Roy and Gretchen Jackson spend millions of dollars on horses. They're probably richer than Jesus. How nice of them not to "saddle" them with high expectations.

Says Roy: "It would be a miracle if we ever had another one like Barbaro."

What was so great about Barbaro anyways? Six horses in the last eleven years have won the first two legs of the the Triple Crown. When you compare Barbaro to them, considering that he only won the first race, Barbaro doesn't have a leg to stand on!

Well, he didn't have four legs to stand on after the Preakness.

Barbaro finished with $2.3 million in earnings at the track. Had he gone on to become the first Triple Crown winner since 1978, he might have earned millions more as a breeding stallion.

And Gretchen and Roy Jackson could have bought a new horse and put him on their yacht so they can watch horses race on their yacht.

For his win at Delaware Park, Nicanor earned a modest $39,750.

Damn, that's modest.


Brown says "Fans of Barbaro" now is an Internet community of 2,000-4,000. It is a platform for horse welfare causes, Barbaro's legacy and brothers.

I sure hope these million dollar horses can get someone to advocate for their welfare. I hope the media picks up on this and the whole public can really get behind the horse welfare movement so these million dollar horses can get their story told.


Jockey Rosie Napravnik after riding Nicanor: "He was just out there having fun. He looked like he was really the best horse in the race on paper. Once the gate opened, he outran everybody."

Rosie, the horse was just out there having fun? Hey - why didn't anybody ask Nicanor if he was having fun? Oh, right, he's a fucking horse and can't talk.

Jackson says it's "completely" up to Matz whether to enter Nicanor in the third leg of the Triple, Crown, the Belmont Stakes on June 6. So might Matz look to the Belmont?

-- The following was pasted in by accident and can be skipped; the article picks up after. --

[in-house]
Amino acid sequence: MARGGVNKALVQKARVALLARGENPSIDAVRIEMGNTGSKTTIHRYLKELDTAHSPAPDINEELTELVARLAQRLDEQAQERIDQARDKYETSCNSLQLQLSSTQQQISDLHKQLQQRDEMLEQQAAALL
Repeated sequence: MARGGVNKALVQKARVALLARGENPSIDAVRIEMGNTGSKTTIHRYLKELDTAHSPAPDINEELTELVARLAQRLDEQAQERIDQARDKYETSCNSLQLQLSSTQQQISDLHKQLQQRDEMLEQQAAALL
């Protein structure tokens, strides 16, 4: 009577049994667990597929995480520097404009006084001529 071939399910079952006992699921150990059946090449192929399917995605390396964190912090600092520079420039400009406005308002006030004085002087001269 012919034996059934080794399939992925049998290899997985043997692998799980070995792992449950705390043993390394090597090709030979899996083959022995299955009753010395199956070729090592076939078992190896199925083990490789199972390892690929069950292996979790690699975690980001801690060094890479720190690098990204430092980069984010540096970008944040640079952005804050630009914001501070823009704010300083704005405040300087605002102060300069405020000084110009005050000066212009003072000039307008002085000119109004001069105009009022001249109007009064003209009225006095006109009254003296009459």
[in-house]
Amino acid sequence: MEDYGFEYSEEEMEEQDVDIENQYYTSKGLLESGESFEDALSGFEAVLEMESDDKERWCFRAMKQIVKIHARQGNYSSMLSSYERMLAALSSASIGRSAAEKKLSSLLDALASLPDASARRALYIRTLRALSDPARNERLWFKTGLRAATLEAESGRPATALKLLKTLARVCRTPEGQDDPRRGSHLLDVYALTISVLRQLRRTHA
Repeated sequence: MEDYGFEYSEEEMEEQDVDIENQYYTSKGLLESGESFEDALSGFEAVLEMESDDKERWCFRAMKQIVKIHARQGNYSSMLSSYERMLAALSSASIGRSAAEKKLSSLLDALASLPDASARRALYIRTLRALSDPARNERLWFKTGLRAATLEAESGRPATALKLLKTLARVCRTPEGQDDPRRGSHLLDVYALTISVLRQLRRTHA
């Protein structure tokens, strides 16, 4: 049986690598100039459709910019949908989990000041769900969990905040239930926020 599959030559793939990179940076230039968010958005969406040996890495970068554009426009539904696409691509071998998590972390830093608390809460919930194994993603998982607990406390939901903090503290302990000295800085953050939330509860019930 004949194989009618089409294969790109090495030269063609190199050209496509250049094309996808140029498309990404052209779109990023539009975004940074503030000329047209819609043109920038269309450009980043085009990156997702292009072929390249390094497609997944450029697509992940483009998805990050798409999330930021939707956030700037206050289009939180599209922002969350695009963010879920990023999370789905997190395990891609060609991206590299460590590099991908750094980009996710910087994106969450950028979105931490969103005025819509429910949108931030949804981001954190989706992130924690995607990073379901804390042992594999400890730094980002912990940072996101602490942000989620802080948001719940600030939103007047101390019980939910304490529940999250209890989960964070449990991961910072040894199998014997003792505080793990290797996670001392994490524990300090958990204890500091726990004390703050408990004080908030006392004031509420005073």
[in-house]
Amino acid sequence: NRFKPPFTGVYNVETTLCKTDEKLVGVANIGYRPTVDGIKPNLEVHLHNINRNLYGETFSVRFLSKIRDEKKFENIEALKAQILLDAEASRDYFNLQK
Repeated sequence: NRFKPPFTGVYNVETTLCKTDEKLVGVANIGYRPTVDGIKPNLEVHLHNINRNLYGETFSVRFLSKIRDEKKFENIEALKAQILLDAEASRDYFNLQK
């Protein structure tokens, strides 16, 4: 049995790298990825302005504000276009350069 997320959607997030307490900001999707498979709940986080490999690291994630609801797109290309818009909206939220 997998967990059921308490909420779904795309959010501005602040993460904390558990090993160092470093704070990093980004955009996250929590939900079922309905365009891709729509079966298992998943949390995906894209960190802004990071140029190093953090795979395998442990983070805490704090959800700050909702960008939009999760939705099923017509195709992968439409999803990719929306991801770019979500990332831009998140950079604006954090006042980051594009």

Too bad it's not up to Nicanor. He's just having fun.

"I would say 99.9 (%) that he's not going to run in the Belmont," he says.

Makes sense, 'cause he sucks at winning races.

His fans will be there if he runs. On Wednesday, Ann Pournaras, 55, came here from Fleming, N.J., to see one of the brothers she follows on the blogs.

On Saturday, dan-bob, 25, didn't have anything better to do than make fun of middle-aged horse racing fans on his blog.

"I hope one is great," she said, while holding a winning $50 ticket on Nicanor.

"I hope my parents don't kick me out of the basement," he said, while holding a bag of Cheetos.

Matz will be looking for signs of whether Lentenor is ready for the "stresses and the pressures and the distractions" of the track.

Horse racing: 90% mental. The other half is horse steroids.

"You wouldn't send a Little League baseball player to play in the majors until he's seasoned enough," Matz says.

"I wouldn't make serious comparisons between animals and people," dan-bob says.

The numbers are in the Jacksons' favor. In 2007, The Blood-Horse magazine analyzed the 11 Triple Crown winners and their 39 full siblings. Of the 39, seven (18%) won stakes races, the premium events. That's five times greater than the general rate.

Don't expect stats like this every horse racing post. Most of these posts only exist to make fun of horse racing.

"The full siblings of Barbaro have a better chance of being superior racehorses than the general population because Barbaro was a great horse," says Ernest Bailey, a geneticist at the University of Kentucky's Gluck Equine Research Center.

That seems like fallacious reasoning: the reason Barbaro's siblings are likely to be good horses isn't at all because Barbaro was a good horse, its because Barbaro's parents were good horses.